World Library  
Flag as Inappropriate
Email this Article

2010 North Carolina Tar Heels football team

Article Id: WHEBN0026115394
Reproduction Date:

Title: 2010 North Carolina Tar Heels football team  
Author: World Heritage Encyclopedia
Language: English
Subject: 2011 NFL Draft, 2010 Tennessee Volunteers football team, 2010 Southeastern Conference football season, 2010 Music City Bowl, 2010 Clemson Tigers football team
Collection:
Publisher: World Heritage Encyclopedia
Publication
Date:
 

2010 North Carolina Tar Heels football team

2010 North Carolina Tar Heels football
Music City Bowl Champions
Music City Bowl vs. Tennessee, W 30–27 2OT
Conference Atlantic Coast Conference Coastal
2010 record 8–5 (4–4 ACC)
Head coach Butch Davis
Offensive coordinator John Shoop
Offensive scheme Pro style
Defensive coordinator Everett Withers
Base defense 4–3
Home stadium Kenan Memorial Stadium
(Capacity: 60,000)
2010 ACC football standings
Conf     Overall
Team   W   L         W   L  
Atlantic
#17 Florida State x   6 2         10 4  
#23 Maryland   5 3         9 4  
#25 NC State   5 3         9 4  
Boston College   4 4         7 6  
Clemson   4 4         6 7  
Wake Forest   1 7         3 9  
Coastal
#16 Virginia Tech x   8 0         11 3  
Miami   5 3         7 6  
Georgia Tech   4 4         6 7  
North Carolina   4 4         8 5  
Duke   1 7         3 9  
Virginia   1 7         4 8  
Championship: Virginia Tech 44, Florida State 33
† – BCS representative as conference champion
x – Division champion/co-champions
As of January 11, 2011; Rankings from AP Poll

The 2010 North Carolina Tar Heels football team represented the University of North Carolina at Chapel Hill in the 2010 college football season. The team was led by fourth year coach Butch Davis and played their home games at Kenan Memorial Stadium, members of the Atlantic Coast Conference in the Coastal Division. They finished the season 8–5, 4–4 in ACC play and were invited to the Music City Bowl where they defeated Tennessee 30–27 in two overtimes.

NCAA investigations

On July 15, 2010, ESPN reported that players at the University of North Carolina were being investigated and interviewed by the NCAA for possible rules violations concerning sports agents and improper gifts.[1] The next day, it was confirmed that certain members of the football team were thought to have received improper gifts from agents,[2] which is not allowed by NCAA rules.[3] Marvin Austin, one of the players suspected in the probe, had made numerous Twitter posts with questionable content,[4] which the NCAA investigated,[5] and he was the first UNC player to be indefinitely suspended, though for violation of team rules, and not the NCAA probe.[6] Butch Davis, the head coach, did not say much about the probe,[7] as he, and many others, expected a quick resolution to the investigation,[8] and he was known for running a clean program.[9] Soon after though, the NCAA began to look at defensive line coach John Blake, his relationship with certain agents,[5][10] and whether or not he had received money from them.[11] He later resigned.[12] Also, former UNC lineman Kentwan Balmer admitted that he had paid for a trip to California for two current players.[13] It soon became apparent that things would be much worse, and 13 players were suspended for the opening game.[14][15] Furthermore, the university launched its own probe, and found academic misconduct within the football team.[16][17]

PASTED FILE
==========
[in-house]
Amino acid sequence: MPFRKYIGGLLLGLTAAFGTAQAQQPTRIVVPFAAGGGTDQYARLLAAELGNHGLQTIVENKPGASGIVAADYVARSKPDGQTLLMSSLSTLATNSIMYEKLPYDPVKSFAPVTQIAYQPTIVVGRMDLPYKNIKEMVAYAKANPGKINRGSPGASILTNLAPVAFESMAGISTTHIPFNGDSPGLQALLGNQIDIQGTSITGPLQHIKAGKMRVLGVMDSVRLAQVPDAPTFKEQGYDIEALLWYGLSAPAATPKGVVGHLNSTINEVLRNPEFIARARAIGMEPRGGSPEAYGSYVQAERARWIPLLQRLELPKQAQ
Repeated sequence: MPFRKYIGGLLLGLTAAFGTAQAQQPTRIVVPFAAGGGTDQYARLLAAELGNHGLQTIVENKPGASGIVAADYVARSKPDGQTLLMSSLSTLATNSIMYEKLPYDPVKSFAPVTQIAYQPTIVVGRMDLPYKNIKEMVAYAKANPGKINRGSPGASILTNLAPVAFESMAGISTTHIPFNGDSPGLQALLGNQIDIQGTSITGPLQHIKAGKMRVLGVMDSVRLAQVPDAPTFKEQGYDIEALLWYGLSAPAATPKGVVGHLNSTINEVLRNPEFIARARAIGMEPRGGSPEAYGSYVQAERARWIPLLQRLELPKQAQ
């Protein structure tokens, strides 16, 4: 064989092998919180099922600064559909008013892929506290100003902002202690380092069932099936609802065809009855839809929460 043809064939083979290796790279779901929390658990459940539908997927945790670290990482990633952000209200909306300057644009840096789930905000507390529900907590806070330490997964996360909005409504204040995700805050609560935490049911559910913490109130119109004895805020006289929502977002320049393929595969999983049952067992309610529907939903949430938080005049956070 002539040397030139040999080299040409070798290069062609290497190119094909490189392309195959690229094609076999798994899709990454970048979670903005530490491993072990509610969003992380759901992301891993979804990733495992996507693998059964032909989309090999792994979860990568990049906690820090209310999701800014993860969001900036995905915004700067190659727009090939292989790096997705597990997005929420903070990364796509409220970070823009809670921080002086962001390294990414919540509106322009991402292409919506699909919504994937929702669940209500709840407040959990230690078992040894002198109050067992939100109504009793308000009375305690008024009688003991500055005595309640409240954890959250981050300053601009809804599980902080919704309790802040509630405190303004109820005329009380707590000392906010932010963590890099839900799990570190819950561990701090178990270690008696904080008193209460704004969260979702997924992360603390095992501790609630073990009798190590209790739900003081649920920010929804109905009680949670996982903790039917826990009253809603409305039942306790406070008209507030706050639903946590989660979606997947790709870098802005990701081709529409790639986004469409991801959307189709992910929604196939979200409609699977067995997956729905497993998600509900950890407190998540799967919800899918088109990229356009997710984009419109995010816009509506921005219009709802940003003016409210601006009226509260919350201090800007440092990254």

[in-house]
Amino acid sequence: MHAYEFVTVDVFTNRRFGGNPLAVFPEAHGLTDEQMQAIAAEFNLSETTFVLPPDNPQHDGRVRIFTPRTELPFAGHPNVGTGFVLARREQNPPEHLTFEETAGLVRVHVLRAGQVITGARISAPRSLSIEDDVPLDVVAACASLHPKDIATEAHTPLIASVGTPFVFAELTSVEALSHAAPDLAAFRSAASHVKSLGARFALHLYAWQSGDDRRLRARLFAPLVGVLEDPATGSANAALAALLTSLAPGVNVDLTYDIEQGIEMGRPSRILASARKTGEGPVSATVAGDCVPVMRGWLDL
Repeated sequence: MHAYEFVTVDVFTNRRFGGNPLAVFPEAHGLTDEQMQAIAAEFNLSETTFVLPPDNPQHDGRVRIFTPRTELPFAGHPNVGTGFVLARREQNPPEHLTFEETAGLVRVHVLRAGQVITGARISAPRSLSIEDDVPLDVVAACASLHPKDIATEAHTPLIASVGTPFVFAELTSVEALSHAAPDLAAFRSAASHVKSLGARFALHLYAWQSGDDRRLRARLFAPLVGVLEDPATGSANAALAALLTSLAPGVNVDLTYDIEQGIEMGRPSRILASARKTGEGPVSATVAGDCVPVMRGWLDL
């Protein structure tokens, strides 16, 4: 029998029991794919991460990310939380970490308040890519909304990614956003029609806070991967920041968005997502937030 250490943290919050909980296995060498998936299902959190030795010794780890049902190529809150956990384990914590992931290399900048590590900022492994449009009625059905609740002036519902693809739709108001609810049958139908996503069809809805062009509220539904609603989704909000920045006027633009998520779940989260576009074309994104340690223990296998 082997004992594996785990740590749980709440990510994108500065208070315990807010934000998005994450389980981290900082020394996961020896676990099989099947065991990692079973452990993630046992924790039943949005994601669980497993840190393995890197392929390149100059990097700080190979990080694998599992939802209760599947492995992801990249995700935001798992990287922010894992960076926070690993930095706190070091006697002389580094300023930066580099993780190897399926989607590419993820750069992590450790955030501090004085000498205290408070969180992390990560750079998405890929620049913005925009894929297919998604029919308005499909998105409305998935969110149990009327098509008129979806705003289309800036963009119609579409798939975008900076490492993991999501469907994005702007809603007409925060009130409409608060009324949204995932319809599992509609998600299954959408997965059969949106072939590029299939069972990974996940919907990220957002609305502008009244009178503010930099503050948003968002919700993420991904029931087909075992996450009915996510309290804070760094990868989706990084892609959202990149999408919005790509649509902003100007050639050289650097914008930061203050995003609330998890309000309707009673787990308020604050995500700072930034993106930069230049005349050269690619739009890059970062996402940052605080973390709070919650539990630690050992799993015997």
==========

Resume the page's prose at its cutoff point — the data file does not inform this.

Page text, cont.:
Schedule

Date Time Opponent# Rank# Site TV Result Attendance
September 4 8:00 PM vs. #21/16 LSU* #18/18 Atlanta, GA (Chick-fil-A Kickoff Game) ABC L 24–30   68,919[18]